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Thread: plastic or metal junction boxes

  1. #1
    DIY Senior Member Master Brian's Avatar
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    Default plastic or metal junction boxes

    Out of curiousity, what is the main difference besided the material. Why do some prefer metal and others prefer plastic. Is there any safety issues or is it just a matter of personal preferance?? My understanding is the metal ones need to be grounded.

  2. #2

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    Plastic boxes are far superior for NM cable wiring simply because the don't conduct electricity.

    Plus they are less expensive and easier to install.

    Some people think plastic = cheap.

  3. #3
    DIY Junior Member jamiedolan's Avatar
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    Quote Originally Posted by Master Brian View Post
    Out of curiousity, what is the main difference besided the material. Why do some prefer metal and others prefer plastic. Is there any safety issues or is it just a matter of personal preferance?? My understanding is the metal ones need to be grounded.
    Most plastic boxes are not rated for exposed work, i.e. concrete walls in the basement. So metal is much easier to use there.

    I've had some bad luck with some styles of plastic boxes cracking and breaking when installing them. I am sure some of the plastic boxes are better than others, I would suggest getting the better quality plastic boxes if that is the direction your going.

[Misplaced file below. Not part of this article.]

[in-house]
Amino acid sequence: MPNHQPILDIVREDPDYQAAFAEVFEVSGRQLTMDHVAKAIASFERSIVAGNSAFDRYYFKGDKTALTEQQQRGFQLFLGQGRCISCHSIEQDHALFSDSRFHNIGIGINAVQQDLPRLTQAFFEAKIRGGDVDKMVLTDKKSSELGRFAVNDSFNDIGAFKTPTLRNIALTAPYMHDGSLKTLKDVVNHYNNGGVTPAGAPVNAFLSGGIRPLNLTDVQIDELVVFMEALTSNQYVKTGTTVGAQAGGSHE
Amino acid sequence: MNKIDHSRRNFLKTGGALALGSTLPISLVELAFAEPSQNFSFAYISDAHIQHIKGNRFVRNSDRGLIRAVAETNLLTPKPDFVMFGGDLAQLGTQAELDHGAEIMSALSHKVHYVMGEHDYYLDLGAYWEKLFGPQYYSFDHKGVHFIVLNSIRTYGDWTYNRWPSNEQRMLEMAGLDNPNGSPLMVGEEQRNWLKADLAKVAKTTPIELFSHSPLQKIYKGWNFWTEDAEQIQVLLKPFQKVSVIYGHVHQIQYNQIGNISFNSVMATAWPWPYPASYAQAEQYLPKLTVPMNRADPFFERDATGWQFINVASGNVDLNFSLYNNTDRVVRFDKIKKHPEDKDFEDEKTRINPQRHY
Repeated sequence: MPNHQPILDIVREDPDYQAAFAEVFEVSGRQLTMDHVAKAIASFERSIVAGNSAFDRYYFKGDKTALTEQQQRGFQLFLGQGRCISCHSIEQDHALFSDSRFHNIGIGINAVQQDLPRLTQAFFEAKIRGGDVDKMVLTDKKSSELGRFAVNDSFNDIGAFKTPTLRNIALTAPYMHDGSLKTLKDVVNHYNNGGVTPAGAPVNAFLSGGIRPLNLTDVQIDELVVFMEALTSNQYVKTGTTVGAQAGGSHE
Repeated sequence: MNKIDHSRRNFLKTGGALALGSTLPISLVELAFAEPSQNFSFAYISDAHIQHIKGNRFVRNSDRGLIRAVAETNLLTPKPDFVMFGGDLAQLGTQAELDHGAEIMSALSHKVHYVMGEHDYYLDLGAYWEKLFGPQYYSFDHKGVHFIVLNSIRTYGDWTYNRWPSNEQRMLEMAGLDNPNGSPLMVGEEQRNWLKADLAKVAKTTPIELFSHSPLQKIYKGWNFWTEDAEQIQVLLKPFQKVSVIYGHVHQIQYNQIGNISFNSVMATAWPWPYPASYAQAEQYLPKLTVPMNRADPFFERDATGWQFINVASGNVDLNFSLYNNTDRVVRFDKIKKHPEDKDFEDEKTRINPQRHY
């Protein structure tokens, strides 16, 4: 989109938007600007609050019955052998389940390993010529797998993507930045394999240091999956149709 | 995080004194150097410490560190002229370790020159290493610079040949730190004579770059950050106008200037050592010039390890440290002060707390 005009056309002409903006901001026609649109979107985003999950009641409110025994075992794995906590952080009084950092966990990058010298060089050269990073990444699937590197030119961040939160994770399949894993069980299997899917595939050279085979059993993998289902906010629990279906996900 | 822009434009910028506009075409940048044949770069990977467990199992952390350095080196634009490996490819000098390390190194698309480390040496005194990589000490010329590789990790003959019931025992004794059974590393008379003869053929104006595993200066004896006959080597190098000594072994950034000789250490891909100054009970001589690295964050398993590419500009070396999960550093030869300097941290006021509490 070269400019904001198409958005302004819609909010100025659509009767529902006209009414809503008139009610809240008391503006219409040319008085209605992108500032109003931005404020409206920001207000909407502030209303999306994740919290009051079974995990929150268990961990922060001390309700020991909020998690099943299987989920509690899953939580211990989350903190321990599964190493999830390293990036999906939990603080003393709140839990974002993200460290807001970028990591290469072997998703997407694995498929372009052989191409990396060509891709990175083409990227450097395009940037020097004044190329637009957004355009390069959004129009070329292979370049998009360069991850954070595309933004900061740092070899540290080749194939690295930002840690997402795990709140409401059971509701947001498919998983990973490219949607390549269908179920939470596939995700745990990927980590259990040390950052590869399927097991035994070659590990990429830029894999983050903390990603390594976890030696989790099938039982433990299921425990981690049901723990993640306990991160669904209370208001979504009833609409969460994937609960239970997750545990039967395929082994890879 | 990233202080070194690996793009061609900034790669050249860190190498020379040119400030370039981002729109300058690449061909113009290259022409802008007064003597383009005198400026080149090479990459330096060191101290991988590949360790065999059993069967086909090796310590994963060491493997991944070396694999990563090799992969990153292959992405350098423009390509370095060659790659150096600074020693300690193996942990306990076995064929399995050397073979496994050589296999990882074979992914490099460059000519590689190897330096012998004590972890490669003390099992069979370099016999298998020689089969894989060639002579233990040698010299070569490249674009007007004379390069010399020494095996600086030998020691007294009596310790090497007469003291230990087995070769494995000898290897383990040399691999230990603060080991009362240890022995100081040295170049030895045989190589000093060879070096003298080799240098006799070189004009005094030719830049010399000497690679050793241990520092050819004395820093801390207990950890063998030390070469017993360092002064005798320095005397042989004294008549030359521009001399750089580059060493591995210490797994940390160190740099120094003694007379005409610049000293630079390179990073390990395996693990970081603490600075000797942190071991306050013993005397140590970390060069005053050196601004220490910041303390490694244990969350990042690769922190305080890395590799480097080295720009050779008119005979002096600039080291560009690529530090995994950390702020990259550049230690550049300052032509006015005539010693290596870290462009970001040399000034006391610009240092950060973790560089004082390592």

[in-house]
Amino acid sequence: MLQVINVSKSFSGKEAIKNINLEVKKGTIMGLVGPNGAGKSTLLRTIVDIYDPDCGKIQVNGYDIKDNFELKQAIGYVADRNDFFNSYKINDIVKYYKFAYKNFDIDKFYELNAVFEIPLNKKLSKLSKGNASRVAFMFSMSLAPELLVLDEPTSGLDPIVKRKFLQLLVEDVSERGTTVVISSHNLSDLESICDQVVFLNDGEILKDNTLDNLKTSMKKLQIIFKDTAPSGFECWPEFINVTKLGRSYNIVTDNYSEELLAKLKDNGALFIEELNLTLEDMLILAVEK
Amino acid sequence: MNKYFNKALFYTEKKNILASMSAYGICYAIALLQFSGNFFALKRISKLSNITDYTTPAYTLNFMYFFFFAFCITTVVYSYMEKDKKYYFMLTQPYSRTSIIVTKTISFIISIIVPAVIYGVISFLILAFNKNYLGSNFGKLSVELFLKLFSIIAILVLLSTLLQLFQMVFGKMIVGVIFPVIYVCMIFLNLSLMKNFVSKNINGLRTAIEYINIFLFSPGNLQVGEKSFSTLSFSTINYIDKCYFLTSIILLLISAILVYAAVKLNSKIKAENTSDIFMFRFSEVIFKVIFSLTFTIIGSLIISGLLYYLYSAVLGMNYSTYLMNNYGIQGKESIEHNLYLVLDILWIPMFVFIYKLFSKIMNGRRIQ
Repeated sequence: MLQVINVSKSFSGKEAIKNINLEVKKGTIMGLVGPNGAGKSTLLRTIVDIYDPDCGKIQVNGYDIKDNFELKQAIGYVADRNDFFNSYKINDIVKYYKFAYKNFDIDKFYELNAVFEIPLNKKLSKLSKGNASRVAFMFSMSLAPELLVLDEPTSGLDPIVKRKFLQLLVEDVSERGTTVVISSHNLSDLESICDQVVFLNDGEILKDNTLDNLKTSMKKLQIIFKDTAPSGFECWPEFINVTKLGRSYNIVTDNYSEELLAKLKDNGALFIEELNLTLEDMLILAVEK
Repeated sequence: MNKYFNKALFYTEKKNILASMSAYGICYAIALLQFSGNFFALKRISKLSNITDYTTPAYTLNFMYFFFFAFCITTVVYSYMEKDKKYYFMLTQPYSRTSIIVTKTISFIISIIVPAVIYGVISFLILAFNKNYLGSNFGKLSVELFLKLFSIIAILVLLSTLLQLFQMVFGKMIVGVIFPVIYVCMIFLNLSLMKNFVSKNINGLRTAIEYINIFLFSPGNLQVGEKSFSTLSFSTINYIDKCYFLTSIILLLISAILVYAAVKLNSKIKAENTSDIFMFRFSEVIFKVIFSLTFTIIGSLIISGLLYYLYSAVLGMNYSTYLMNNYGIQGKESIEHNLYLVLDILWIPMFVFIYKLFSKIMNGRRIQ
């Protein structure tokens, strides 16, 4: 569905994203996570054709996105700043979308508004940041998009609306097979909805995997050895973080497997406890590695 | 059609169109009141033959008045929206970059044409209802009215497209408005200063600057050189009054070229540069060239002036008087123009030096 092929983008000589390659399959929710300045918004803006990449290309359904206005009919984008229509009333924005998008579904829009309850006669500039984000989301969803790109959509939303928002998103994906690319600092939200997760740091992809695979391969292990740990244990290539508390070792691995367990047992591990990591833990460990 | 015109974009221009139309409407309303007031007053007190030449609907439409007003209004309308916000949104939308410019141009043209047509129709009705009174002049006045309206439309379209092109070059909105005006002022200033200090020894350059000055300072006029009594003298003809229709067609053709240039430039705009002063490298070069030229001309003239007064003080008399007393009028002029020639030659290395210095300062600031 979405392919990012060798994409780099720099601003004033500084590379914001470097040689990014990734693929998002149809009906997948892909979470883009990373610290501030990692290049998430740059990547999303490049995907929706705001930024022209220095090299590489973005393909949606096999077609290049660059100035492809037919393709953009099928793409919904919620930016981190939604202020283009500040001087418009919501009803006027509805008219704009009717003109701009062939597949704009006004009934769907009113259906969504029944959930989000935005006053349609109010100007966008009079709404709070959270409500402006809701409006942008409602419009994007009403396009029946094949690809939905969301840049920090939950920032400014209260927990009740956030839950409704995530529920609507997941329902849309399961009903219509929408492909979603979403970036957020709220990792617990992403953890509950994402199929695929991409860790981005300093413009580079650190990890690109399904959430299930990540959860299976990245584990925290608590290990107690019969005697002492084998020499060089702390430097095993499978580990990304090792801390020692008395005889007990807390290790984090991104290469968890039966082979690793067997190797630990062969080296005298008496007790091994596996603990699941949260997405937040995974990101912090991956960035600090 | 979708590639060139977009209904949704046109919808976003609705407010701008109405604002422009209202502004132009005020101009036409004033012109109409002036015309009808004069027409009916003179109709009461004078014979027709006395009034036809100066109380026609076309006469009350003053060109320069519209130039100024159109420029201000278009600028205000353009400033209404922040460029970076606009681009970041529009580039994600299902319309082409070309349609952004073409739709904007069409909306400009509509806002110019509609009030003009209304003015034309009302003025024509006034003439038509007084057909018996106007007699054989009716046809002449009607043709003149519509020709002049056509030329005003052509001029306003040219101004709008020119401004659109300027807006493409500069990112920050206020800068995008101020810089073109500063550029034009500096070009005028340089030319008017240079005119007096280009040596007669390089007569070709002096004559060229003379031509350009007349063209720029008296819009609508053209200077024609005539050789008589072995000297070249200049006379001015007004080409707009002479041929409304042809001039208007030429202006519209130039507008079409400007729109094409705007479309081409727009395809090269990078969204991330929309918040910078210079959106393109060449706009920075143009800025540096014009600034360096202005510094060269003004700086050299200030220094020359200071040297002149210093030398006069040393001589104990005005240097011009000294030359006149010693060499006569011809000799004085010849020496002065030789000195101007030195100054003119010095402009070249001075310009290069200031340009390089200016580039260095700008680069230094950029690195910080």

Jamie

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    Code Enforcement codeone's Avatar
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    Quote Originally Posted by Master Brian View Post
    Out of curiousity, what is the main difference besided the material.* Why do some prefer metal and others prefer plastic.* Is there any safety issues or is it just a matter of personal preferance??* My understanding is the metal ones need to be grounded.
    Yes the metal ones do have to be bonded. (grounded)

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    Jack of all trades frenchie's Avatar
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    The threaded holes for the screw that hold the device, strip out way more easily on plastic boxes.
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  6. #6

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    I have never seen or stripped a screw hole on a Carlon blue box.

    I have seen some old grey Slater quick clip boxes circa 1980 where the little metal tabs broke completely out and I had to replace about a dozen of them. The Carlon boxes have a hole thru about 3/8" of pliable plastic. You can run drywall screws in ond out of them with ease if you need longer screws. They can't strip because they are not threaded.

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    Code Enforcement codeone's Avatar
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    Quote Originally Posted by frenchie View Post
    The threaded holes for the screw that hold the device, strip out way more easily on plastic boxes.
    What size drill/driver are you using to run the screws in and at what torque setting to do this?

    Have seen this complaint quite often. Suggest you use one of the smaller compact drill/drivers with th torqu setting just enough to bottom out the screws.

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    DIY Senior Member WV Hillbilly's Avatar